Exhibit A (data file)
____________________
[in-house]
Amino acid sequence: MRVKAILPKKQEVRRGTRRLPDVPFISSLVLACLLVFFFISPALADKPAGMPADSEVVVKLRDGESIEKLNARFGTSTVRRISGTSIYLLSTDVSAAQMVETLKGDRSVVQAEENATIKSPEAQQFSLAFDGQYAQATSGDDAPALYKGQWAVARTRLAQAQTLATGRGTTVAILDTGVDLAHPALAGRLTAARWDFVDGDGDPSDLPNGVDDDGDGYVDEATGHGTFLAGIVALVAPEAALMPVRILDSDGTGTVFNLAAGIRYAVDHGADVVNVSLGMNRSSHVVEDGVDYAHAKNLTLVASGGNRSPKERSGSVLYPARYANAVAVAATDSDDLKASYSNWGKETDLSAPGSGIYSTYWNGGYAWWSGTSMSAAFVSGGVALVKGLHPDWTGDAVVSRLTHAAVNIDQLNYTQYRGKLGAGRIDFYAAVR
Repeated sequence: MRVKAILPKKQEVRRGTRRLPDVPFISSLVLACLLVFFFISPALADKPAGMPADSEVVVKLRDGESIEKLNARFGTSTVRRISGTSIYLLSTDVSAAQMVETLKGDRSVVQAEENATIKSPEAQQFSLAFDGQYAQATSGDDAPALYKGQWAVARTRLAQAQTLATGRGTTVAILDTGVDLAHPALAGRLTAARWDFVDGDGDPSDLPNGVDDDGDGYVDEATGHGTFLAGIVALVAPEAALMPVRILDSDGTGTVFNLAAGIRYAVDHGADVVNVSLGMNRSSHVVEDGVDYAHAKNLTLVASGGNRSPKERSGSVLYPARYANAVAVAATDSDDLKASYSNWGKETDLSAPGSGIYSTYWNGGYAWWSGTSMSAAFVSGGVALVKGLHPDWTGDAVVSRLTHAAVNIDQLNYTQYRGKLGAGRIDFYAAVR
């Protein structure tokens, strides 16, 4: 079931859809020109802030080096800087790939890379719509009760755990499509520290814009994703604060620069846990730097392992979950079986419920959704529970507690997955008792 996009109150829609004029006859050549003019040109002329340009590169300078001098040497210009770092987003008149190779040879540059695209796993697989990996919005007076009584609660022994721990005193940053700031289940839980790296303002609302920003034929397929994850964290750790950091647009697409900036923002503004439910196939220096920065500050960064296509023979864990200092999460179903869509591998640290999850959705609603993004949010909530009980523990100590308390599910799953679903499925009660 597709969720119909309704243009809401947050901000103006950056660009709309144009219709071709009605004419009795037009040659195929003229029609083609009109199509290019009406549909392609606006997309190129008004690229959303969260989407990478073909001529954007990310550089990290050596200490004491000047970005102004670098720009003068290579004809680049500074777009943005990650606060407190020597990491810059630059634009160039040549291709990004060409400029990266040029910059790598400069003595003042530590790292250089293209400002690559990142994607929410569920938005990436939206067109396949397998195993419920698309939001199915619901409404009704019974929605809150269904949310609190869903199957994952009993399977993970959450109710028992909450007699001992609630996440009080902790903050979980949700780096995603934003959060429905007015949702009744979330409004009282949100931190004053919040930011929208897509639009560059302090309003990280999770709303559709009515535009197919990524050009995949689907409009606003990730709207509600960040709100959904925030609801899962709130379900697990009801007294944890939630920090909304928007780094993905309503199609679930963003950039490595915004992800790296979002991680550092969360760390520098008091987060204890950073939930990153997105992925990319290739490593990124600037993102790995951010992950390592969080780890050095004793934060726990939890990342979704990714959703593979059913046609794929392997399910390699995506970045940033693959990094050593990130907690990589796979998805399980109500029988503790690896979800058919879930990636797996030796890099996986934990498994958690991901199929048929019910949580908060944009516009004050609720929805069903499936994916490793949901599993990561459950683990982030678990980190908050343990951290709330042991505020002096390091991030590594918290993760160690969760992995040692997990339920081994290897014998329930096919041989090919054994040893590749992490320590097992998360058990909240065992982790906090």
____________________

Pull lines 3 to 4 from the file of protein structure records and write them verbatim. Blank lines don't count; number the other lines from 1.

Repeated sequence: MRVKAILPKKQEVRRGTRRLPDVPFISSLVLACLLVFFFISPALADKPAGMPADSEVVVKLRDGESIEKLNARFGTSTVRRISGTSIYLLSTDVSAAQMVETLKGDRSVVQAEENATIKSPEAQQFSLAFDGQYAQATSGDDAPALYKGQWAVARTRLAQAQTLATGRGTTVAILDTGVDLAHPALAGRLTAARWDFVDGDGDPSDLPNGVDDDGDGYVDEATGHGTFLAGIVALVAPEAALMPVRILDSDGTGTVFNLAAGIRYAVDHGADVVNVSLGMNRSSHVVEDGVDYAHAKNLTLVASGGNRSPKERSGSVLYPARYANAVAVAATDSDDLKASYSNWGKETDLSAPGSGIYSTYWNGGYAWWSGTSMSAAFVSGGVALVKGLHPDWTGDAVVSRLTHAAVNIDQLNYTQYRGKLGAGRIDFYAAVR
């Protein structure tokens, strides 16, 4: 079931859809020109802030080096800087790939890379719509009760755990499509520290814009994703604060620069846990730097392992979950079986419920959704529970507690997955008792 996009109150829609004029006859050549003019040109002329340009590169300078001098040497210009770092987003008149190779040879540059695209796993697989990996919005007076009584609660022994721990005193940053700031289940839980790296303002609302920003034929397929994850964290750790950091647009697409900036923002503004439910196939220096920065500050960064296509023979864990200092999460179903869509591998640290999850959705609603993004949010909530009980523990100590308390599910799953679903499925009660 597709969720119909309704243009809401947050901000103006950056660009709309144009219709071709009605004419009795037009040659195929003229029609083609009109199509290019009406549909392609606006997309190129008004690229959303969260989407990478073909001529954007990310550089990290050596200490004491000047970005102004670098720009003068290579004809680049500074777009943005990650606060407190020597990491810059630059634009160039040549291709990004060409400029990266040029910059790598400069003595003042530590790292250089293209400002690559990142994607929410569920938005990436939206067109396949397998195993419920698309939001199915619901409404009704019974929605809150269904949310609190869903199957994952009993399977993970959450109710028992909450007699001992609630996440009080902790903050979980949700780096995603934003959060429905007015949702009744979330409004009282949100931190004053919040930011929208897509639009560059302090309003990280999770709303559709009515535009197919990524050009995949689907409009606003990730709207509600960040709100959904925030609801899962709130379900697990009801007294944890939630920090909304928007780094993905309503199609679930963003950039490595915004992800790296979002991680550092969360760390520098008091987060204890950073939930990153997105992925990319290739490593990124600037993102790995951010992950390592969080780890050095004793934060726990939890990342979704990714959703593979059913046609794929392997399910390699995506970045940033693959990094050593990130907690990589796979998805399980109500029988503790690896979800058919879930990636797996030796890099996986934990498994958690991901199929048929019910949580908060944009516009004050609720929805069903499936994916490793949901599993990561459950683990982030678990980190908050343990951290709330042991505020002096390091991030590594918290993760160690969760992995040692997990339920081994290897014998329930096919041989090919054994040893590749992490320590097992998360058990909240065992982790906090």